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From Rangeland to Research University: The Birth of University of California-Merced (review)
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Reviewed by
Karen Merritt and Jane Fiori Lawrence (Eds). From Rangeland to Research University: The Birth of University of California-Merced. New Directions for Higher Education, No. 139. San Francisco: Jossey-Bass, 2007, 152 pp. Paper: $29.00. ISBN: 13-978-04702-33030.

Building and sustaining research universities in recent decades has been a vexing challenge. California’s population grew by over 10 million people from 23,667,902 in 1980 to 33,871,648 in 2000, yet since 1965, not one new University of California campus was opened during that period. The first since then was UC-Merced, which enrolled 1,285 students in the fall of 2005.

More high school graduates chasing a relatively flat number of seats at higher education’s table, long-term state disinvestment, and ever-higher tuition that outpaces federal and state investments in student financial aid are sadly the norm. Pressures to access graduate programs motivated California officials to allow California State University campuses to offer doctoral degrees for the first time in 2007. This change represents a sharp break with the role differentiation in graduate education envisioned for the University of California and the CSU systems in the 1960 California Master Plan for Higher Education, as Bill J. Priest, a surviving member of the advisory committee, told me several years ago.

This, then, is the milieu in which the University of California, Merced, was birthed. It raises basic questions. What is a research a university, and how is one built? The editors of From Rangeland to Research University: The Birth of University of California-Merced, Karen Merritt and Jane Fiori Lawrence, both played key roles in the initial development of UC-Merced, with Merritt serving as the founding Director of Academic Planning, and Lawrence as the founding Vice Chancellor for Student Affairs. In this book, Merritt and Lawrence pull together key strands from the initial stages of planning, development, and opening of a brand-new university, which allows an examination of how new programs and institutions are started from scratch. The phenomenon of starting new institutions and dramatically expanding existing institutions was commonplace during the “baby boom” era of the 1960s; but while the overall national higher education enrollment data are well understood, the literature of higher education history is not rich in “bottom up” institutional histories that outline specific developments within teachers colleges that became universities, community colleges, and new research universities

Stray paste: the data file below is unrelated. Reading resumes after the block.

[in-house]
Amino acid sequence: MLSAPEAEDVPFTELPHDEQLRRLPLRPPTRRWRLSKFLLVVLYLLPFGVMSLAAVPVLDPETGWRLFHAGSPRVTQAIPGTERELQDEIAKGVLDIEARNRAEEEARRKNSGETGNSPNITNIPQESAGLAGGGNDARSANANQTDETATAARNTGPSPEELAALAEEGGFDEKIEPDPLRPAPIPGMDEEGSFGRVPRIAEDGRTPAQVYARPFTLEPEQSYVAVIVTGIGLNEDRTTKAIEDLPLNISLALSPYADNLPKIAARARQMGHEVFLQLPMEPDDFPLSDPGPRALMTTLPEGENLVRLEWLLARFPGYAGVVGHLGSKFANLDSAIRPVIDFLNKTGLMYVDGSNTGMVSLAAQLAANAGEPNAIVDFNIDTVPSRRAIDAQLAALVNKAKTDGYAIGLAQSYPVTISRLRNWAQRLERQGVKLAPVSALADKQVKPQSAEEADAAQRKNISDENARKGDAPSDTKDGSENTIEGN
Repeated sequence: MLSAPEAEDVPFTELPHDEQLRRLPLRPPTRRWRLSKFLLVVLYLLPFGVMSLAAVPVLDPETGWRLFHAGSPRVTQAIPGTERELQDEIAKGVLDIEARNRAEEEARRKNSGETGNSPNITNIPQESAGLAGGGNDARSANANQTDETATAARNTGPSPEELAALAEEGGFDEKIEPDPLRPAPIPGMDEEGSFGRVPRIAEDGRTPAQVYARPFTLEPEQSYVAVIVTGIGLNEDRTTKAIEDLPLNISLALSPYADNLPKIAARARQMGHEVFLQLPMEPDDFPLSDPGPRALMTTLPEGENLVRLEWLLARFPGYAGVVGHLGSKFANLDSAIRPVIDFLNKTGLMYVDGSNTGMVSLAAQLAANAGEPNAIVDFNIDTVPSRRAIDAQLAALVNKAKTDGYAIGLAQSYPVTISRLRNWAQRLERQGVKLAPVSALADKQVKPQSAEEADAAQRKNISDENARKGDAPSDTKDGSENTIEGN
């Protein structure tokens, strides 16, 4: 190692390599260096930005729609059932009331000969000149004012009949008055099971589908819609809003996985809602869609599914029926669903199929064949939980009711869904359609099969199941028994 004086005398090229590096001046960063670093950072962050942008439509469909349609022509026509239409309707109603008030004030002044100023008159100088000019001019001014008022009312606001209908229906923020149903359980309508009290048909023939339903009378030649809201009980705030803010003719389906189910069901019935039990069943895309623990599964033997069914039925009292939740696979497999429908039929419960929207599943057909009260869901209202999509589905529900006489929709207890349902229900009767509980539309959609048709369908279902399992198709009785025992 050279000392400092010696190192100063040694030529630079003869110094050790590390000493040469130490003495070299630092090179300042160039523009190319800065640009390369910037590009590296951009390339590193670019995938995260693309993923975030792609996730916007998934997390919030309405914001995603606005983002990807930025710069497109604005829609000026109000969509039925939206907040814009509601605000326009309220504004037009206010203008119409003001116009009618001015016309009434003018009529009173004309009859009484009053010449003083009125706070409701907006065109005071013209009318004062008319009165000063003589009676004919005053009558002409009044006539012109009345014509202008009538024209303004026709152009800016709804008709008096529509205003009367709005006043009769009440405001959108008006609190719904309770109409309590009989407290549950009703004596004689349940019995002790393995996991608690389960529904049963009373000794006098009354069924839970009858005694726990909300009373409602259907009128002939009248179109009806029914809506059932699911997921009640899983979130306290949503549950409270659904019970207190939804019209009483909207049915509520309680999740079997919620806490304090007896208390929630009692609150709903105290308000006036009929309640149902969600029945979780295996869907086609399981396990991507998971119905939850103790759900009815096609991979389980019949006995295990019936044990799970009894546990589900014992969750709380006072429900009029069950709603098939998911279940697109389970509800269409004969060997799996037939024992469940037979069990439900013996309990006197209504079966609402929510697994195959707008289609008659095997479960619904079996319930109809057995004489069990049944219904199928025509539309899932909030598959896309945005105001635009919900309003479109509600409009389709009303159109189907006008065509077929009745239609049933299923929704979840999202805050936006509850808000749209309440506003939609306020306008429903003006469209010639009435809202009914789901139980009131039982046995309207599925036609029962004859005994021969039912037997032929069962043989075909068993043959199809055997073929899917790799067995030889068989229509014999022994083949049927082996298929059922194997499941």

The first chapters identify challenges associated with starting a new campus in the giant UC system, followed by 10 chapters describing the development of new academic programs, student and academic support services, and the new students themselves. It concludes with a useful section on “Lessons Learned.”

The planning process for UC-Merced occurred over nearly two decades in a tough political environment. Four California governors (George Deukmejian, Pete Wilson, Gray Davis, and Arnold Schwartzenegger), and four University of California presidents (David P. Gardner, 1983–1992; JackW. Peltason, 1992–1995; Richard C.Atkinson, 1995–2003; and Robert C. Dynes, 2003–2008) were involved. The period begins with the passage of Proposition 13, that limited property taxes for K-14 education and resulted in a massive shift for education funding to the state budget. It ends with the 2001–2003 recession.

Historian Frederick Rudolph documented how local boosters bound the economic futures of their towns and regions to the aspirations of newly founded colleges (1961). The UC-Merced saga fits in this tradition. Founding Chancellor Carroll Tomlinson-Keasey’s aptly titled chapter, “A Delicate Dance,” describes how support from key local legislators, notably Cruz Bustamante, Speaker of the California House of Representatives, was essential in creating the line-item in the state budget that funded planning for UC-Merced separate from the rest of the UC system budget. [End Page 144] Bustamante, a San Joaquin Valley native, saw UC-Merced as a key to the region’s long-term economic development and worked diligently to sustain legislative momentum during recession and budget shortfalls. In July 1997, the UC Regents approved Atkinson’s proposal to plan a $400 million campus at Merced, and by March 2002, a complex land deal was approved by UC regents.

Construction soon followed. A...